Kapitaalwinsbelasting en die toekomstige implementering daarvan in Suid-Afrika
Roesch, Cornelius Rudolf
MetadataShow full item record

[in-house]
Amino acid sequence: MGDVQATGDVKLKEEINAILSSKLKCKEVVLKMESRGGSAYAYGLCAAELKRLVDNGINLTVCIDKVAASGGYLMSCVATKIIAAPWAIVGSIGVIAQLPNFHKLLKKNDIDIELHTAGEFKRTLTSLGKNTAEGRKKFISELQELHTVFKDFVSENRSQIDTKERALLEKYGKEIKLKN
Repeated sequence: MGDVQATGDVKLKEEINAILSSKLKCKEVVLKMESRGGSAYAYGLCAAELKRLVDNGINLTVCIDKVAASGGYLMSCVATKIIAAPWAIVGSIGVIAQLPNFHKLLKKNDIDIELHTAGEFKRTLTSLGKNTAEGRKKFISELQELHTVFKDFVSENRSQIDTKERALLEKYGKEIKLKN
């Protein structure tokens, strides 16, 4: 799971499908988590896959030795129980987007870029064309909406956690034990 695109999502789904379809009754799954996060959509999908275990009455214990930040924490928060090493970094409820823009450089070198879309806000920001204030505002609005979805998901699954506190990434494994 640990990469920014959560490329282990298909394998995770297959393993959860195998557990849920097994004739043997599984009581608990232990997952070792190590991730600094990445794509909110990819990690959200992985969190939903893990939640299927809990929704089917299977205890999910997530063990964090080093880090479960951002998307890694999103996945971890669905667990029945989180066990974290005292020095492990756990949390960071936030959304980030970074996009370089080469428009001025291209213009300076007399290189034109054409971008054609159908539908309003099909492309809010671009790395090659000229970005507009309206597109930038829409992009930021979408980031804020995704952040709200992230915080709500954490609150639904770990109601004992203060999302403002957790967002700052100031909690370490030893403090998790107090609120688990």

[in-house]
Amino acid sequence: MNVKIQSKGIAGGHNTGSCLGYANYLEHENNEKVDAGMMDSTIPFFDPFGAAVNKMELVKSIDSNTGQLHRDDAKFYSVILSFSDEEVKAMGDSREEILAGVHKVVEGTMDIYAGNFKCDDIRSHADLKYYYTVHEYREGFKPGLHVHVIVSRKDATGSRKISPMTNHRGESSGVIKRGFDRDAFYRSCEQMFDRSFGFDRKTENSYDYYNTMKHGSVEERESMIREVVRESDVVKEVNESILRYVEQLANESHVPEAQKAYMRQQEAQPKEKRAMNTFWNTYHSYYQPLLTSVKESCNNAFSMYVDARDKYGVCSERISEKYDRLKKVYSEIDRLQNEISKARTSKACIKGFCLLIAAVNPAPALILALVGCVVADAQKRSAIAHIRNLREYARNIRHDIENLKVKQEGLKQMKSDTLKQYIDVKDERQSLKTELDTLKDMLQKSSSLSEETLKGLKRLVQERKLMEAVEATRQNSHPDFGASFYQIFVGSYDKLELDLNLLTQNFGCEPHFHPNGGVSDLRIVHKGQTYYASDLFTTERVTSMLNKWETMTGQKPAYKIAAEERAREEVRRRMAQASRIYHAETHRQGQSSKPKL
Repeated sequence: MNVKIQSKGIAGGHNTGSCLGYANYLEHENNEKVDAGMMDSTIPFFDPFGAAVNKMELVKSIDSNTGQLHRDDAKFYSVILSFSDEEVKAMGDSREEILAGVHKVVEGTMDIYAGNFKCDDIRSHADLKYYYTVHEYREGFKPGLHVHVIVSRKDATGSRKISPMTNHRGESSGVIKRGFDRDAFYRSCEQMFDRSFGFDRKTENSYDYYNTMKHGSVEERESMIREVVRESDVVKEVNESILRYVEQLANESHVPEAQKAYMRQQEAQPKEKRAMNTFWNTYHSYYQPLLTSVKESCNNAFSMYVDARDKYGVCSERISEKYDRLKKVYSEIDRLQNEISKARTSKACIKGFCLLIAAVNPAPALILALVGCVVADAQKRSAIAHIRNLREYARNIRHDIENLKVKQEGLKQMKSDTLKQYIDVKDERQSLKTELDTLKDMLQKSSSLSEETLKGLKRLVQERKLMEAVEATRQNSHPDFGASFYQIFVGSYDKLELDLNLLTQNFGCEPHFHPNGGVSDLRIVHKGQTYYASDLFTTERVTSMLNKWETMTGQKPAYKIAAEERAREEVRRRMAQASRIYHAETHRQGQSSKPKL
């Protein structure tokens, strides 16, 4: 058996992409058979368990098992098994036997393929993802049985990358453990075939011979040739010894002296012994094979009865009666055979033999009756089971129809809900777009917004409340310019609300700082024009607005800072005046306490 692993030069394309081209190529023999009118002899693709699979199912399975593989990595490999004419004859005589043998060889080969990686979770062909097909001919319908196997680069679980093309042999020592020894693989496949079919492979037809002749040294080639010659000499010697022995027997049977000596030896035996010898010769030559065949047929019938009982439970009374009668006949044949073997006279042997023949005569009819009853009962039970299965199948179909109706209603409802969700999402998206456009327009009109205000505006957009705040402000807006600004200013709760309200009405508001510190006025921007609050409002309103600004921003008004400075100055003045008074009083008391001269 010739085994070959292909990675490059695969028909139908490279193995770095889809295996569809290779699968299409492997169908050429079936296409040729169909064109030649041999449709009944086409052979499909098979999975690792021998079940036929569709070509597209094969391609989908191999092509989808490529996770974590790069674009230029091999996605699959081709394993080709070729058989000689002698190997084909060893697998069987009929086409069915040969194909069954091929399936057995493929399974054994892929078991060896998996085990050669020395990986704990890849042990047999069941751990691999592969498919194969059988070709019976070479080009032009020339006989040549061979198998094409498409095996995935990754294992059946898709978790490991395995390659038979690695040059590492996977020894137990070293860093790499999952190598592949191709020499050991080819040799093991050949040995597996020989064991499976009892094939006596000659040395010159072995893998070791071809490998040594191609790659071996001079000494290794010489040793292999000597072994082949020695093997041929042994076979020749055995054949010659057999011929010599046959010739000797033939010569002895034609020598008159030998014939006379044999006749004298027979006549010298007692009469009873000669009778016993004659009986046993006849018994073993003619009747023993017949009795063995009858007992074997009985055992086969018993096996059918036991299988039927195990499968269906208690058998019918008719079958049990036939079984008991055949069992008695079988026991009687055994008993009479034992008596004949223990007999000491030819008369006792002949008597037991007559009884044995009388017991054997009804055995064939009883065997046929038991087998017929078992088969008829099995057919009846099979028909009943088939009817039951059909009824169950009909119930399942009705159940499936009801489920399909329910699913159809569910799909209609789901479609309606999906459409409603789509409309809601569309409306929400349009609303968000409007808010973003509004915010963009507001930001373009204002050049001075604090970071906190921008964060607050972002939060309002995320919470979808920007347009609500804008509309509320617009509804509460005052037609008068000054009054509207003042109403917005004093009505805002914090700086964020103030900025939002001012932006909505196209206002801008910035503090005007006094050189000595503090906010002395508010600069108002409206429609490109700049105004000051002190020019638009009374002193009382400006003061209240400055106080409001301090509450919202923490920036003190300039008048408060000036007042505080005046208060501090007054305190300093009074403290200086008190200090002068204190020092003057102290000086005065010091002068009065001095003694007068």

CAPITAL GAINS TAX AND THE FUTURE IMPLEMENTATION THEREOF IN SOUTH AFRICA No definition of a capital gain is contained in the Income Tax Law. The intention of the taxpayer is conclusive in determining whether a profit is of a capital nature and therefore, presently, free of tax. The institution of a capital gains tax in South Africa has already often been examined by various commissions and, although some have recommended the institution thereof and in 979 draft legislation had even been prepared, it has never been carried through. I am of the opinion that a capital gains tax will probably be instituted in South Africa at a later stage so as to broaden the tax base and to ensure greater equity between taxpayers. The legislation concerning capital gains tax as presently applied in the United Kingdom has been used as a basis for discussion of the characteristics of the tax in overseas countries. Flowing from this recommendations are made regarding the features that the tax should encompass in South Africa. There are different approaches regarding the rate at which the tax must be levied and the recommendation is that individuals and trusts should be taxed at the lower of the average tax rate for the present year on normal tax or 30% , whilst companies should be taxed at a flat rate of 30%. Certain assets such as a private dwelling and motor vehicles should, subject to certain prescribed rules, not be subject to capital gains tax whilst there should be relief in the form of indexing and roll-over on specific other assets. The arguments for and against the institution of such a tax is discussed and the conclusion drawn that the low contribution of such a tax might possibly not measure up to the administrative burden resulting therefrom. Should a capital gains tax, however, be instituted in South Africa it must comply with all the requirements of good, equitable and fair taxation.